Erdogan's AK Party challenges Istanbul local election results

Erdogan's AK Party challenges Istanbul local election results

Waving ballot records, in which he said the vote count irregularities could be seen, Senocak added: "Whichever officials did this and for whatever reason, we will closely follow the necessary legal steps".

The CHP's Ekrem Imamoglu, with 48.79 percent of the votes, has a narrow lead over AK Party candidate Binali Yildirim who has 48.51 percent for the Istanbul mayorship.

The city remained tense, with police and armoured vehicles stationed outside the Istanbul headquarters of the Supreme Election Board (YSK), which now has until 12 April to rule on the AKP's complaints.

Ankara and Istanbul have been held by the AKP and its Islamic-oriented predecessor for 25 years.

Erdogan's Justice and Development Party (AKP) won a majority of votes throughout Turkey in Sunday's local elections, but trailed in Istanbul, the country's economic hub, and Ankara, the capital.

In the past, Turkish opposition parties have failed to mount a successful challenge to election results.

Mansur Yavas, the candidate of the opposition alliance, won 50.9% support in Ankara.

More than 57 million people in Turkey were registered to vote for these elections.

Turkey's opposition looked poised to win control of the country's two biggest cities Monday as it dealt President Recep Tayyip Erdogan's conservative party one of its most serious electoral setbacks in years.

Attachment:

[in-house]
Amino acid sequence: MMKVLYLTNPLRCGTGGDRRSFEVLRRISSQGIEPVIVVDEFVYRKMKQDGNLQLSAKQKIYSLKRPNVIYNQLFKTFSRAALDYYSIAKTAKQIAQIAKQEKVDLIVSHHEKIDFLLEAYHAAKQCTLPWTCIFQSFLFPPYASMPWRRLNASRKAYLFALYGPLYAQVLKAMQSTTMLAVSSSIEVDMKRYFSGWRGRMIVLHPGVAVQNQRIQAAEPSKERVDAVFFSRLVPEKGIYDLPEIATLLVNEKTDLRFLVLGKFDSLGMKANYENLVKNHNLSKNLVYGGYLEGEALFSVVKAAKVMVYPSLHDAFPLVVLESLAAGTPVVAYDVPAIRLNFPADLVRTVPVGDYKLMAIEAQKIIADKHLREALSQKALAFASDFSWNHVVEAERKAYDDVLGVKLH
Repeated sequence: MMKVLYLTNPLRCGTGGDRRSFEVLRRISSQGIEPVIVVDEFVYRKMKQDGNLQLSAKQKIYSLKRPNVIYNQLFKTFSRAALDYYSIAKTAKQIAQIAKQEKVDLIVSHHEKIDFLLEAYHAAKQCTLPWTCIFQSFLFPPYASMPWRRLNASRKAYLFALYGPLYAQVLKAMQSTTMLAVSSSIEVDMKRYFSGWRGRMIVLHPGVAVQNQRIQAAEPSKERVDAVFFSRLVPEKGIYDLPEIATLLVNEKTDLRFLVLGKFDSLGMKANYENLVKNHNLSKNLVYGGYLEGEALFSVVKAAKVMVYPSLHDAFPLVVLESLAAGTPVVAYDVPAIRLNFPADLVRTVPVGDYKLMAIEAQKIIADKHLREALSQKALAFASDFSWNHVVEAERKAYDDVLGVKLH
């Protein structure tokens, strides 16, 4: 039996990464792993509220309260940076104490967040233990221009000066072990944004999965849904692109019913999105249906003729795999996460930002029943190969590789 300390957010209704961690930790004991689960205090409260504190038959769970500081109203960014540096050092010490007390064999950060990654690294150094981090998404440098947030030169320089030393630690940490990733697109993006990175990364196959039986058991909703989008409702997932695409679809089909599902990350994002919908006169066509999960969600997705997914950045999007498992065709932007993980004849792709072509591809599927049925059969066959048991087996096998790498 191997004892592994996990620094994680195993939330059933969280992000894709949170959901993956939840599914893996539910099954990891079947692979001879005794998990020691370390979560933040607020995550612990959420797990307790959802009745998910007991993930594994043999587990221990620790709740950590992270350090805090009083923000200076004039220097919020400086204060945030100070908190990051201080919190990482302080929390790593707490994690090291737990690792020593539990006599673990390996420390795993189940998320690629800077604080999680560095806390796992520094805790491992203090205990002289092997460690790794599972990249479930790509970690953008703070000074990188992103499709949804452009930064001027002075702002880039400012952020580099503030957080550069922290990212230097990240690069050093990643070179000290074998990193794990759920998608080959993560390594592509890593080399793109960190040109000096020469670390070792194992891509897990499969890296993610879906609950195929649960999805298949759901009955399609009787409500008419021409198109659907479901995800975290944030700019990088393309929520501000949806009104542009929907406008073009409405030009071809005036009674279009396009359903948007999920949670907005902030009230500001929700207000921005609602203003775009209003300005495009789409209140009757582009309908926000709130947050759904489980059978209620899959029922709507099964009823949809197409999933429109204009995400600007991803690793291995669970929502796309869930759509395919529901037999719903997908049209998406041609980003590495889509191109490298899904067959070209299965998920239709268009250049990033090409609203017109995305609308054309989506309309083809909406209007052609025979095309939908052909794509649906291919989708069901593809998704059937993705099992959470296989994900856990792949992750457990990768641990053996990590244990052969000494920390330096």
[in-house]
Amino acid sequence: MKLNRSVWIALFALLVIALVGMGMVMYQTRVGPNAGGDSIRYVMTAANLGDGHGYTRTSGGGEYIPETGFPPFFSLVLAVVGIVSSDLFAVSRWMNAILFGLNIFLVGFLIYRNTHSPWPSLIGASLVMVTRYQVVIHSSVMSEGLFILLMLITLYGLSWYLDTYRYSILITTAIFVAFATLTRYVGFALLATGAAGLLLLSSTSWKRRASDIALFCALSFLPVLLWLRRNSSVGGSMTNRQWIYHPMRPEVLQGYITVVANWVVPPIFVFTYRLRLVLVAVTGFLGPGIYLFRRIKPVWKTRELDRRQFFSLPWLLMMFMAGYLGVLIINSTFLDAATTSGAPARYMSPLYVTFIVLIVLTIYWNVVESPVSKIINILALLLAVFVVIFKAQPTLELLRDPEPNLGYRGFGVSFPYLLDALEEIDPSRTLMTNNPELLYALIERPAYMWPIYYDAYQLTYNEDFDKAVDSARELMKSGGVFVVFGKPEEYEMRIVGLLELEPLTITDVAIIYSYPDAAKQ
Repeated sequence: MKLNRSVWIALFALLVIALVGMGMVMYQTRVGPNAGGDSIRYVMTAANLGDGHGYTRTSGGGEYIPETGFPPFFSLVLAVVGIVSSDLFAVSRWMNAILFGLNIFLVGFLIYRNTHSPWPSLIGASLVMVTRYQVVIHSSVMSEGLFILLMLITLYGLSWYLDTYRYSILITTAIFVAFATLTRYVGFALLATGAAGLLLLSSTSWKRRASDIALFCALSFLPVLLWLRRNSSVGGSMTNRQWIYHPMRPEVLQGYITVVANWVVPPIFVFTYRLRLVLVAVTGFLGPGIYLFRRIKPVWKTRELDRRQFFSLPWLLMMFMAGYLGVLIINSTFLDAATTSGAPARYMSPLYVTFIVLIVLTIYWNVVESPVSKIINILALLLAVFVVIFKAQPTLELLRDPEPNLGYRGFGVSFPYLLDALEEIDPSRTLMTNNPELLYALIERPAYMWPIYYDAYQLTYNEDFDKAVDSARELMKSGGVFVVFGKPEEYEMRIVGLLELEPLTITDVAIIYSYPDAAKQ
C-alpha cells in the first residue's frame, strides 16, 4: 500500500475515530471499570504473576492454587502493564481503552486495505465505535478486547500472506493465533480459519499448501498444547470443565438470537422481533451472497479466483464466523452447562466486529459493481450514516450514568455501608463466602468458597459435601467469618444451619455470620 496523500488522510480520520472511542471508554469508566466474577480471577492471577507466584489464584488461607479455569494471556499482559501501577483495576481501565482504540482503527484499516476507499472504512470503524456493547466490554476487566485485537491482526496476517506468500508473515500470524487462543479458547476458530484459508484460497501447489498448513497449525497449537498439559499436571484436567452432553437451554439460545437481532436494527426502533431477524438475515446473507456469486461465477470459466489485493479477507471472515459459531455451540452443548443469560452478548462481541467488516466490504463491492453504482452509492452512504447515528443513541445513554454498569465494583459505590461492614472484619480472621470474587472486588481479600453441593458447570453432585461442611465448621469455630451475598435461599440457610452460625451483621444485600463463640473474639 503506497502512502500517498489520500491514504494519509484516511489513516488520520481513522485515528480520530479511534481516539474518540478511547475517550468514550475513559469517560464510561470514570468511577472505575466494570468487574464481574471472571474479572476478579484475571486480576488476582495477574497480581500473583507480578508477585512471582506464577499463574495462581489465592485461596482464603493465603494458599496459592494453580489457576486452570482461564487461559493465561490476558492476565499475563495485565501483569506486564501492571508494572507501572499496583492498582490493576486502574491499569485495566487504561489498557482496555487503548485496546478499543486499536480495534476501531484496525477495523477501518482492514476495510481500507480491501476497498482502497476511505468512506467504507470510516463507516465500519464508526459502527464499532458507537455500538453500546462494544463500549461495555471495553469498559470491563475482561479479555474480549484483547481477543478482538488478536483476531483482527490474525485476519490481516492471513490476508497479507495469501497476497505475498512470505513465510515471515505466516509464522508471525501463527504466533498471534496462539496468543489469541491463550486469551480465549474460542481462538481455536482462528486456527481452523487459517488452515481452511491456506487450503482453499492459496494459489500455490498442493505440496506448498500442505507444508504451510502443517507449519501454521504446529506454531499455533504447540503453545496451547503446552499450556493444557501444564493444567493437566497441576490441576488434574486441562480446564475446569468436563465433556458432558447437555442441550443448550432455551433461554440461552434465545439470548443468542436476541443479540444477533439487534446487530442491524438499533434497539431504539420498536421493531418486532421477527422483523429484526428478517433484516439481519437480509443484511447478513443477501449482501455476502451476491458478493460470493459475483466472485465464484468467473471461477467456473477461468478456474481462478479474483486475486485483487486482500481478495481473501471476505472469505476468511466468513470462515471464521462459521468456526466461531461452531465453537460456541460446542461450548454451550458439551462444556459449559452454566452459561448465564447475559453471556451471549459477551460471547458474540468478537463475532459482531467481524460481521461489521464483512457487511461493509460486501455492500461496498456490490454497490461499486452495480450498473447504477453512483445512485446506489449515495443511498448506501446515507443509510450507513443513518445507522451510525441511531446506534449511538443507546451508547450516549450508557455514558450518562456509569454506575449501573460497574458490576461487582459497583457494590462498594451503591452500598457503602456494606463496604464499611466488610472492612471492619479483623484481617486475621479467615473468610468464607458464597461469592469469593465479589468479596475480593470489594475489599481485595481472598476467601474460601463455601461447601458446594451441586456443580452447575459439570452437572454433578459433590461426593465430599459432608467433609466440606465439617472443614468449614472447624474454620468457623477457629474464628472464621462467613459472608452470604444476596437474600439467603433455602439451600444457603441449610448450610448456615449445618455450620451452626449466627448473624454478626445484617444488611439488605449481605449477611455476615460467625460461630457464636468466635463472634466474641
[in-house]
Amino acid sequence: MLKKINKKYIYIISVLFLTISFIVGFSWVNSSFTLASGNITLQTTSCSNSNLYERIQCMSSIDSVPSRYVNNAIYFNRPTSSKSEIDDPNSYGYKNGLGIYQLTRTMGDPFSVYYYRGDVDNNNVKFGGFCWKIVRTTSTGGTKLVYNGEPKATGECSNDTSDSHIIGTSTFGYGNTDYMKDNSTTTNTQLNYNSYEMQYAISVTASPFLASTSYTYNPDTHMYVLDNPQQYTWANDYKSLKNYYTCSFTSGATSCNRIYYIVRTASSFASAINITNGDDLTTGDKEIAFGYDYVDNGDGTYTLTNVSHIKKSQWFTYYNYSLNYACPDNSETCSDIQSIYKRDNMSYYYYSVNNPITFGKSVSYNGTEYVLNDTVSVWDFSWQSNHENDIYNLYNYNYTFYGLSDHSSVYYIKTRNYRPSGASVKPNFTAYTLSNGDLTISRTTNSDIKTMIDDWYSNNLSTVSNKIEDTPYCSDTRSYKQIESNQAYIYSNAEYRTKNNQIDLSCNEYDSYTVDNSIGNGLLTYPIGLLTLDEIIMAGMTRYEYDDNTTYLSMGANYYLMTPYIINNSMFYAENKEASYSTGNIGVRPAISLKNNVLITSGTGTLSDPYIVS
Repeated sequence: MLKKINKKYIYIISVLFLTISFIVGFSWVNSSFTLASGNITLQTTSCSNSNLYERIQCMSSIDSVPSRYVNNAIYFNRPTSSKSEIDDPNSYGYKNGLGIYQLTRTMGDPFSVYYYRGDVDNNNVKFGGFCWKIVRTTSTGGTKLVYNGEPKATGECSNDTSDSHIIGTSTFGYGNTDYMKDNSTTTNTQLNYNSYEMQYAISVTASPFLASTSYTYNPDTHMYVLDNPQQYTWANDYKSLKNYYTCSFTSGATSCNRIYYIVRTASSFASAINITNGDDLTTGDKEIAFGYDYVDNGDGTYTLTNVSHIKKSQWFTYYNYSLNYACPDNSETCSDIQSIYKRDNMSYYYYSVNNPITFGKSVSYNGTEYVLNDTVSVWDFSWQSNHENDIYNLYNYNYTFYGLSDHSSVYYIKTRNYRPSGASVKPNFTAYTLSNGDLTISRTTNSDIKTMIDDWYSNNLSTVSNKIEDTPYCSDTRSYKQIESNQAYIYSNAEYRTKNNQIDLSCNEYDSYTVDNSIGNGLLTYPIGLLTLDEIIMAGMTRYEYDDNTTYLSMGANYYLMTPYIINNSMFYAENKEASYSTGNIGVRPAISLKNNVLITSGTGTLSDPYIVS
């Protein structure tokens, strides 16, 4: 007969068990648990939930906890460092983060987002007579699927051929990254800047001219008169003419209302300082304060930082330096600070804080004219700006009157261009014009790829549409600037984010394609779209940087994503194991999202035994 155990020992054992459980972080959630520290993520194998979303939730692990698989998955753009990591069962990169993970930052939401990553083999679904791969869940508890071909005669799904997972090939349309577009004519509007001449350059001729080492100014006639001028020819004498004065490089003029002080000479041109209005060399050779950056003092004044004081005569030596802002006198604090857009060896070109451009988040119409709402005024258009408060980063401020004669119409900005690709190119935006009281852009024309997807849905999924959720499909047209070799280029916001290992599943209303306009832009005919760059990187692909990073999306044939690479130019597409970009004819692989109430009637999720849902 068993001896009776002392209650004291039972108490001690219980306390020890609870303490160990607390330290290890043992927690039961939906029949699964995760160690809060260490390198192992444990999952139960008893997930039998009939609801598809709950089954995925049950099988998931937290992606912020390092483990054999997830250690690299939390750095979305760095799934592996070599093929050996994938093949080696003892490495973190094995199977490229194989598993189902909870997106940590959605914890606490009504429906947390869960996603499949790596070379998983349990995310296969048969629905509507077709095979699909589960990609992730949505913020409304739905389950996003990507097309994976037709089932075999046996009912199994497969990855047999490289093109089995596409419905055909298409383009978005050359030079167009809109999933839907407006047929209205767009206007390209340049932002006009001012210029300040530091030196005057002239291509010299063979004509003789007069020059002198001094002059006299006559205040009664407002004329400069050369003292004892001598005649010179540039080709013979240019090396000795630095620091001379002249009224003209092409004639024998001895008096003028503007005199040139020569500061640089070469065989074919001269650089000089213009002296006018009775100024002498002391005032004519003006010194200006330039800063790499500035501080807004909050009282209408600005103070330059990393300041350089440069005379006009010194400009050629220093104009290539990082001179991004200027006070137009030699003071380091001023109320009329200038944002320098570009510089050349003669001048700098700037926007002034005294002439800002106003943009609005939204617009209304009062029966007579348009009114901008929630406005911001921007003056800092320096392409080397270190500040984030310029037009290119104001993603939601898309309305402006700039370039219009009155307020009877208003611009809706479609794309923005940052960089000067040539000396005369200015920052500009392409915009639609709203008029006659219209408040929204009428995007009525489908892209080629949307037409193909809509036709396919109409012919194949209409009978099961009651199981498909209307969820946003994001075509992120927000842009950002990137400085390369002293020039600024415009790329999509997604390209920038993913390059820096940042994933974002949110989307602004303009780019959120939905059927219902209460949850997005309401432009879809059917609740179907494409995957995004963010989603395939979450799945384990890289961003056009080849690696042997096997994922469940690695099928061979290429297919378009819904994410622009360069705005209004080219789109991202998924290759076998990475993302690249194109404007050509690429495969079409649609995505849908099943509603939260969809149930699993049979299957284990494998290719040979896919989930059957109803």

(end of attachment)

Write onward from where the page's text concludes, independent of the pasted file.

The loss for Erdogan's party comes a year and a half after Turkey became a presidential-style republic after a referendum, mainly owing to the President's popularity. The ruling party is also frequently accused of using state resources to campaign.

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It also retained its hold over Izmir, Turkey's third largest city, located on the Aegean Sea.

A strategic decision by the pro-Kurdish party to sit out critical races in major cities may have contributed to the secular party's increase in votes.

Imamoglu had 48.79 percent of the votes while Yildirim had 48.52 percent, Anadolu reported on Tuesday, citing preliminary results.

Bayram Senocak, AKP's Istanbul provincial head, said that his party had "plenty of" evidence showing "irregularities" in the vote, which had an impact on the outcome. Erdogan's own ascent to power began as Istanbul mayor in 1994.

In Ankara, Turkish broadcasters said the CHP candidate had won a clear victory.

The renewed slip in Turkey's financial markets and uncertain policy reaction to recession raises a risk of further capital flight, Moody's said, adding that the local poll results would help determine the future path of economic policy.

Defeat for Erdogan's Islamist-rooted party in Ankara was a significant blow for the president.

Andrew Dawson, heading the Council of Europe's election observation mission, said Monday that they were "not fully convinced that Turkey now has the free and fair electoral environment which is necessary for genuinely democratic elections in line with European values and principles".

Political parties have three days to submit objections and official results are expected in the coming days.

Ozlem Cercioglu, from the main opposition Republican People's Party (CHP), was elected mayor of metropolitan municipality in western Aydin province. The HDP denies links to the outlawed militant Kurdistan Workers Party (PKK).